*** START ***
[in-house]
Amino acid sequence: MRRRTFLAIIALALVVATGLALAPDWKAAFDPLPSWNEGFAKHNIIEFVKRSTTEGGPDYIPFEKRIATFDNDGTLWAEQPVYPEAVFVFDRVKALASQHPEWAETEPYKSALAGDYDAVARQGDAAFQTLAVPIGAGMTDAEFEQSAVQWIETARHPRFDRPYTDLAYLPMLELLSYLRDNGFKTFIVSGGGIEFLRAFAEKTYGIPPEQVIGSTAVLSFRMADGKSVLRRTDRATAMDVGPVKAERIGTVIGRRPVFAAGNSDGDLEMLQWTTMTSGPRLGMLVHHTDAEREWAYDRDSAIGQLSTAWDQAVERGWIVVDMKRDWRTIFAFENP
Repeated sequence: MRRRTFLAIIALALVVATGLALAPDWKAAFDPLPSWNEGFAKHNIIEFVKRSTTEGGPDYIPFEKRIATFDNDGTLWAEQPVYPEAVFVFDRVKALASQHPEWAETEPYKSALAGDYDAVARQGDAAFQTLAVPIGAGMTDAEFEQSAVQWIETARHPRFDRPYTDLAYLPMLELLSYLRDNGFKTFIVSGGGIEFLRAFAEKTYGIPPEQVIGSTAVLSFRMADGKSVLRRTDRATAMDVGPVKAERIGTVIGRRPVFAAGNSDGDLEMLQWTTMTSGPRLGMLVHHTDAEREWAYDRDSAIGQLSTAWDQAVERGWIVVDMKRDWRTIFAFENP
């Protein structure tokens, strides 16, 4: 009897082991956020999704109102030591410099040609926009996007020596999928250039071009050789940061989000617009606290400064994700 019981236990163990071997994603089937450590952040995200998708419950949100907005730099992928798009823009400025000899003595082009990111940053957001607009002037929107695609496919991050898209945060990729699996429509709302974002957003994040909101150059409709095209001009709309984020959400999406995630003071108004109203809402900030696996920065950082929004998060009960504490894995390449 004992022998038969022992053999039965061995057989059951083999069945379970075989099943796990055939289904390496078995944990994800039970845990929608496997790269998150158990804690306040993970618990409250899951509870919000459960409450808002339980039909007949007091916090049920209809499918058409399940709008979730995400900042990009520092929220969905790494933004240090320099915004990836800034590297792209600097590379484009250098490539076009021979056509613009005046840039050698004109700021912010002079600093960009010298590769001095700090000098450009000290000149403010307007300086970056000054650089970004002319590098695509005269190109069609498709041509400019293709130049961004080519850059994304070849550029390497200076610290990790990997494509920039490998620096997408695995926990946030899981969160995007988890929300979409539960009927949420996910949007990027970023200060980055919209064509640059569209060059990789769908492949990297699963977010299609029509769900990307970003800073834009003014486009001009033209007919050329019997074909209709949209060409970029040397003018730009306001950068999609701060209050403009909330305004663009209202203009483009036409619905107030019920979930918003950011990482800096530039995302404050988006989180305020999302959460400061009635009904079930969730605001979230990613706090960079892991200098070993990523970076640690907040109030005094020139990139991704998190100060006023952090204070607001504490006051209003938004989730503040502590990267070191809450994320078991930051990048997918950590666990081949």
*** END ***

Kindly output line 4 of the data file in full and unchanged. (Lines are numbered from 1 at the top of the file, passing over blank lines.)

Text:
């Protein structure tokens, strides 16, 4: 009897082991956020999704109102030591410099040609926009996007020596999928250039071009050789940061989000617009606290400064994700 019981236990163990071997994603089937450590952040995200998708419950949100907005730099992928798009823009400025000899003595082009990111940053957001607009002037929107695609496919991050898209945060990729699996429509709302974002957003994040909101150059409709095209001009709309984020959400999406995630003071108004109203809402900030696996920065950082929004998060009960504490894995390449 004992022998038969022992053999039965061995057989059951083999069945379970075989099943796990055939289904390496078995944990994800039970845990929608496997790269998150158990804690306040993970618990409250899951509870919000459960409450808002339980039909007949007091916090049920209809499918058409399940709008979730995400900042990009520092929220969905790494933004240090320099915004990836800034590297792209600097590379484009250098490539076009021979056509613009005046840039050698004109700021912010002079600093960009010298590769001095700090000098450009000290000149403010307007300086970056000054650089970004002319590098695509005269190109069609498709041509400019293709130049961004080519850059994304070849550029390497200076610290990790990997494509920039490998620096997408695995926990946030899981969160995007988890929300979409539960009927949420996910949007990027970023200060980055919209064509640059569209060059990789769908492949990297699963977010299609029509769900990307970003800073834009003014486009001009033209007919050329019997074909209709949209060409970029040397003018730009306001950068999609701060209050403009909330305004663009209202203009483009036409619905107030019920979930918003950011990482800096530039995302404050988006989180305020999302959460400061009635009904079930969730605001979230990613706090960079892991200098070993990523970076640690907040109030005094020139990139991704998190100060006023952090204070607001504490006051209003938004989730503040502590990267070191809450994320078991930051990048997918950590666990081949």